Despite yesterday's blowout $6 billion or so profit from ANZ, it turns out all is not entirely well in Australia's financial services industry. For the last five years, the pattern in the markets has been the same. A crisis starts at the margin, with a peripheral player, and then moves its way up the food chain.
That's what happened when non-bank US lenders got in trouble in 2006. Then it was the mortgage lenders in 2007. Then it was the highly-leveraged investment banks (all of them) in 2008. And then it was the big money-centre banks in 2009.
The same pattern held in Europe, with a few slight differences. The marginal players were marginal for different reasons. Iceland, Ireland, and Spain had bubbles in the property market. But in Greece, the low interest rates created a bubble in government debt. In all cases, the debt crisis struck first at the ragged edge and then moved inwards, like a financial tapeworm.
Australia avoided this fate, or has seemed to, but at a cost. The marginal players and non-bank lenders either disappeared or were swallowed by the Big Four banks. The mortgage market, and lending risk, has concentrated in a few big players. NAB, Commonwealth Bank, ANZ, and Westpac have a combined $1.4 trillion in gross loans and advances, according to August data from APRA.
That's 78% of the entire market. You have less competition and arguably a lot more systemic risk in the home loan market than you did at the beginning of the financial crisis. From a risk perspective, things have actually gotten worse, not better.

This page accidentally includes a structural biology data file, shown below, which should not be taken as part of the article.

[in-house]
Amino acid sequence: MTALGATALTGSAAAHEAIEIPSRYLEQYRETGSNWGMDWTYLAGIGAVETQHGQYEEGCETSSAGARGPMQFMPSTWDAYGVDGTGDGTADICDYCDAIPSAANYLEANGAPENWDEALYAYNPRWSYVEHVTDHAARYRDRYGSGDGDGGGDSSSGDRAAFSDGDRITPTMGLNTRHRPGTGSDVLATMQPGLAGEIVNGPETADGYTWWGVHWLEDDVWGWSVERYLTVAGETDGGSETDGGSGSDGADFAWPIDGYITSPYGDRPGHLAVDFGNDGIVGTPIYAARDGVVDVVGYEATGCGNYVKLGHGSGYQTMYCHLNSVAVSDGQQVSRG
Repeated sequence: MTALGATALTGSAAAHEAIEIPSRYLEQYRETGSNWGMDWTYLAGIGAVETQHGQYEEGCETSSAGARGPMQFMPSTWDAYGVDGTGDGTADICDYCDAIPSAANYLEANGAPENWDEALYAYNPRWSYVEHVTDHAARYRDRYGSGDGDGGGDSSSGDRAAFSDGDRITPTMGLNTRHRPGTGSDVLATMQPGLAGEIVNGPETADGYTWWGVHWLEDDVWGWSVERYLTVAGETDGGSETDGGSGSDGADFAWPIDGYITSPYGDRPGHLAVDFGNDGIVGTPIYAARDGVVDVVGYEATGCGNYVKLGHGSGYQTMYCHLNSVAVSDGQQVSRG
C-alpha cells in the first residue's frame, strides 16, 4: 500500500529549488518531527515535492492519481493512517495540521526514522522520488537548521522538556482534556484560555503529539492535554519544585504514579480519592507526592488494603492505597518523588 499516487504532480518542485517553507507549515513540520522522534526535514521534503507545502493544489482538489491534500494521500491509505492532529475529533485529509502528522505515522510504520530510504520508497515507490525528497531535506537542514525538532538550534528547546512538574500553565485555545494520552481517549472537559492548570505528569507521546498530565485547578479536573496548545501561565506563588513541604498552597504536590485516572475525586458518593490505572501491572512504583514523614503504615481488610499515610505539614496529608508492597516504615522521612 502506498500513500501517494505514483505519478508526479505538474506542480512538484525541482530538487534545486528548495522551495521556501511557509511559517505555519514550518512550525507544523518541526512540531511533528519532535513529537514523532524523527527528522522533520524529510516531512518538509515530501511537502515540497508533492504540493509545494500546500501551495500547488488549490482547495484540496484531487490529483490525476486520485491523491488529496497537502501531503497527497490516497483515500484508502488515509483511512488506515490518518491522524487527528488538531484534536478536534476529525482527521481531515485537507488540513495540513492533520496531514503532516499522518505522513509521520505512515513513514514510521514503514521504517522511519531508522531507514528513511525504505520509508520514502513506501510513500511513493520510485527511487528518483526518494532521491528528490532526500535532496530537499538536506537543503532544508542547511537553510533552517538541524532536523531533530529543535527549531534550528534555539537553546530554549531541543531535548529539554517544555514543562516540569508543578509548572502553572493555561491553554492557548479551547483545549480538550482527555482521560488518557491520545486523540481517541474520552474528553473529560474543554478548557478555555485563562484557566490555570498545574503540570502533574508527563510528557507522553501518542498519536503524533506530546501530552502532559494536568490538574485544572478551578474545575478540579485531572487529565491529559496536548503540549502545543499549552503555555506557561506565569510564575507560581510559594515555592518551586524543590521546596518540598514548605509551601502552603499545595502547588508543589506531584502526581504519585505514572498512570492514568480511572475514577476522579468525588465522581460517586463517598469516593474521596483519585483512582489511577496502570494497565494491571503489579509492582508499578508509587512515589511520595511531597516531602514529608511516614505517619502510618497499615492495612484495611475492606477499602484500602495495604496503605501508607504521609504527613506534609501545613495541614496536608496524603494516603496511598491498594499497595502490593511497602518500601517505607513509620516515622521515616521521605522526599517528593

This is all part of Australia having an over-sized banking industry relative the country's economy. But there is a more immediate worry for 3,000 people in Victoria. About $660 million in savings is in limbo after non-bank lender Banskia Securities Limited called in receivers yesterday. The company operates in regional Victoria and lends mostly for property purchases, according to the Australian.
There is always risk in high-yield, unsecured investments. But Australia is one of the only places left in the world where people fear missing property gains more than losing money. The psychological attitude toward the market is as bullish and irrational as ever. But even the Reserve Bank is preparing for the worm to turn.
Earlier this week the RBA published new rules regarding its Committed Liquidity Facility (CLF). The CLS is set to launch in 2015. It's an emergency loan program which allows Australian banks to trade in Residential Mortgage Backed Securities (RMBS) to the RBA for short-term loans in the event of...you know...a crisis.
The RBA is going through the rigmarole of what look like tough standards. It doesn't want to create the impression that if a financial crisis ever hits the Aussie banking sector, the RBA would become a giant cesspool of mortgage debt/risk. But that's exactly what would happen.